I voted for Bill Bradley in 2000 because I thought he got it more than Gore, and was less susceptible to predictable Republican attacks on the Vice President (mainly, he's boring, he's a know-it-all, he's a braggart). It's hard to put that "wimpy librul" label on the guy who played small forward for the Knicks in the 70s. Today, Bradley writes in The Times about the need for a Democratic infrastructure, in one of the most reasonable, succinct, obvious ways I've seen. It's actually what Howard Dean's been saying since before he got in the DNC chair, but if Dean wrote this article the only thing coming out of it would be how much he "hates Republicans." Bradley is the right guy to put this out there, and it's high time this was made conventional wisdom:
You've probably heard some of this before, but let me run through it again. Big individual donors and large foundations - the Scaife family and Olin foundations, for instance - form the base of the pyramid. They finance conservative research centers like the Heritage Foundation, the Cato Institute and the Intercollegiate Studies Institute, entities that make up the second level of the pyramid.
The ideas these organizations develop are then pushed up to the third level of the pyramid - the political level. There, strategists like Karl Rove or Ralph Reed or Ken Mehlman take these new ideas and, through polling, focus groups and careful attention to Democratic attacks, convert them into language that will appeal to the broadest electorate. That language is sometimes in the form of an assault on Democrats and at other times in the form of advocacy for a new policy position. The development process can take years. And then there's the fourth level of the pyramid: the partisan news media. Conservative commentators and networks spread these finely honed ideas.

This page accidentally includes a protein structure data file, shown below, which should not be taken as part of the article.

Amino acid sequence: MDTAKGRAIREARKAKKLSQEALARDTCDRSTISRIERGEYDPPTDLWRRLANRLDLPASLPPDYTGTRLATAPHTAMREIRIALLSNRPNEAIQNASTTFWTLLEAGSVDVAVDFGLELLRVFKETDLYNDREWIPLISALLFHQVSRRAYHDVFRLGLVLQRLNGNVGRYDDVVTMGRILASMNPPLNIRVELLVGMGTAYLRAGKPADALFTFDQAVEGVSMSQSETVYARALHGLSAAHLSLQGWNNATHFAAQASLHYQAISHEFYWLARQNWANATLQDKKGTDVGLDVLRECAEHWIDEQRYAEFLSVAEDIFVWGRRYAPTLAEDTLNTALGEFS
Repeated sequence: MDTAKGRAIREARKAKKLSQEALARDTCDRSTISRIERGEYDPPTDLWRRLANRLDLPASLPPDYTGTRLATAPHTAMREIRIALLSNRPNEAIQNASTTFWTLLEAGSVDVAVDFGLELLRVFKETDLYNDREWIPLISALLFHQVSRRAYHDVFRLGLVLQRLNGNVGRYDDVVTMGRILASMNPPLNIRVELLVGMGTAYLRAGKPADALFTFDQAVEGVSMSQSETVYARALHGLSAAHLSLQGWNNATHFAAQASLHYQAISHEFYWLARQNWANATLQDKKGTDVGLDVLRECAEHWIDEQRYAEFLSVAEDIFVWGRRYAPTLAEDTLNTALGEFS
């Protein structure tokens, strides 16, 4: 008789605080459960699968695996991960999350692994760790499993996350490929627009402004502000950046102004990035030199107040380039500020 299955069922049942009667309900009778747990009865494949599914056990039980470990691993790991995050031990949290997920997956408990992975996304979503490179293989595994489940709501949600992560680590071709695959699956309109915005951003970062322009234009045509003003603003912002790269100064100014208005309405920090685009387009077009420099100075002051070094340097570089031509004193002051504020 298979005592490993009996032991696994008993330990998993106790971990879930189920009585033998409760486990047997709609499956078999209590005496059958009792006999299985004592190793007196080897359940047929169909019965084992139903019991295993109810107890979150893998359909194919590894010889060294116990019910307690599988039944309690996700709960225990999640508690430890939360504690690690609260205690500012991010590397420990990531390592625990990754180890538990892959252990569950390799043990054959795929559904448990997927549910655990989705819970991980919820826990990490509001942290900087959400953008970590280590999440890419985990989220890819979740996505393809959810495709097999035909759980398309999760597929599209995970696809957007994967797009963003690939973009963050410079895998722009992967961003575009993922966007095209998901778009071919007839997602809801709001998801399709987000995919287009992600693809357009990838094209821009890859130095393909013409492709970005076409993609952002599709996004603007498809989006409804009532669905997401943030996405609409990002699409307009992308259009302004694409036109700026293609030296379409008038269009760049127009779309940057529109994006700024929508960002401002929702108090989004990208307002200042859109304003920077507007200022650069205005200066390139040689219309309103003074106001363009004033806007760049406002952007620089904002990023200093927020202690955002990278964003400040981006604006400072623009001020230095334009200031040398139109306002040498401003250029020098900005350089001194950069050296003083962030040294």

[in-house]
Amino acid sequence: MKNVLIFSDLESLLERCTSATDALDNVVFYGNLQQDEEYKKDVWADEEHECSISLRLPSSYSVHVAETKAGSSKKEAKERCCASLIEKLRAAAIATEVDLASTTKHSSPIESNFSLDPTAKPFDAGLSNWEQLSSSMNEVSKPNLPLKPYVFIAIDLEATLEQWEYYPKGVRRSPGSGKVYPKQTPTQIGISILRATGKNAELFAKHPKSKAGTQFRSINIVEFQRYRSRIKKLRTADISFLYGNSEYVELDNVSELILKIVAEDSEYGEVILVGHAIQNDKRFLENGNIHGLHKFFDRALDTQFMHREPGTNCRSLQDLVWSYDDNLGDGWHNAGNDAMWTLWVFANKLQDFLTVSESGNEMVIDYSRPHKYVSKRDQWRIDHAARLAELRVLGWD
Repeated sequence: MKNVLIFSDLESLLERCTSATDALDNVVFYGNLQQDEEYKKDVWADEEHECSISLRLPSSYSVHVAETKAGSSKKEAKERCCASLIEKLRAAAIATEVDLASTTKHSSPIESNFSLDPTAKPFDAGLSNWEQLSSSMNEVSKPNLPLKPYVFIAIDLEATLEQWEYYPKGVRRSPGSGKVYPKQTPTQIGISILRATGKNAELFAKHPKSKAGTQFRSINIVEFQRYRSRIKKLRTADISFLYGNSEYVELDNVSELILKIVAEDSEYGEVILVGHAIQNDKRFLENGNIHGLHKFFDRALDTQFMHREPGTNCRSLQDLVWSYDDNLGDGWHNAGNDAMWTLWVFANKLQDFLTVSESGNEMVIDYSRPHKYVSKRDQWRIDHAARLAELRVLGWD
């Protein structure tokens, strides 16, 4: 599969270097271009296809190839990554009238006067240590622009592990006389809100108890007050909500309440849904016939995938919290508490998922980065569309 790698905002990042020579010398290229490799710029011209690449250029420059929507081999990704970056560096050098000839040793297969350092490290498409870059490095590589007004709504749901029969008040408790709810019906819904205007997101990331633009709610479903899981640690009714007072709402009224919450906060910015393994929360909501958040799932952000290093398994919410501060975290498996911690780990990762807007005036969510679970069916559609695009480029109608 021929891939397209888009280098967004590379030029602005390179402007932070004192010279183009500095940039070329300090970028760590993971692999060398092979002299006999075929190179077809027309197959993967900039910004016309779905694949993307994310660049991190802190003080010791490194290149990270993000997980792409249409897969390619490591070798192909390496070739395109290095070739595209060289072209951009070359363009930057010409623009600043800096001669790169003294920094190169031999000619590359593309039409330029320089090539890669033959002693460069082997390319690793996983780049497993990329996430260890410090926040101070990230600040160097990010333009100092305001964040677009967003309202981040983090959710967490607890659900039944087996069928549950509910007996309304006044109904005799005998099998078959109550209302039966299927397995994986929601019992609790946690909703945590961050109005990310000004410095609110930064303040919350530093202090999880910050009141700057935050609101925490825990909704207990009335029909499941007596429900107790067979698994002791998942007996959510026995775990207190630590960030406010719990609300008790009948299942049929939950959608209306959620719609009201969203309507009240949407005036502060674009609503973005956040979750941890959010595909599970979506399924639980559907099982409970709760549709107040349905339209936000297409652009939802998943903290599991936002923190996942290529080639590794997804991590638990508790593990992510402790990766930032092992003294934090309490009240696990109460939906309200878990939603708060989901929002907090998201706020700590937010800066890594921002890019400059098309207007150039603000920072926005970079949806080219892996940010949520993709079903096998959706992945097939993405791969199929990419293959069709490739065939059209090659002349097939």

At the very top of the pyramid you'll find the president. Because the pyramid is stable, all you have to do is put a different top on it and it works fine.
Most people don't have a clue who Richard Mellon Scaife is, or the Olin Foundation, but they should be forced out into the light. It's clear that 2006 will be a reform campaign for Democrats, and the more the electorate knows that 3 or 4 families have been financing the Republican Party for 40 years, making its decisions, constructing its policy, the better.
The Center for American Progress and Media Matters are excellent, and decently financed, but like Bradley say, these things take time. Furthermore, both organizations seem more focused on exposing Republican ideas as rank than pushing any ideas of their own. There's a place for that, but there also needs to be a message creation and advocacy arm to all of this. Bradley also omits the blogosphere, which plays neatly into the level of the pyramid between the research centers and the partisan media. We're doing what we can, but Bradley is dead on that ALL of these parts must be bolstered and made seamless. It's a 40-year process for the Democratic Party, and I'm confident that enough of the right people are recognizing what needs to be done that America in 2044 will look far diffrent. But I'm glad Bradley has chosen to voice this right out in the open rather than behind closed doors.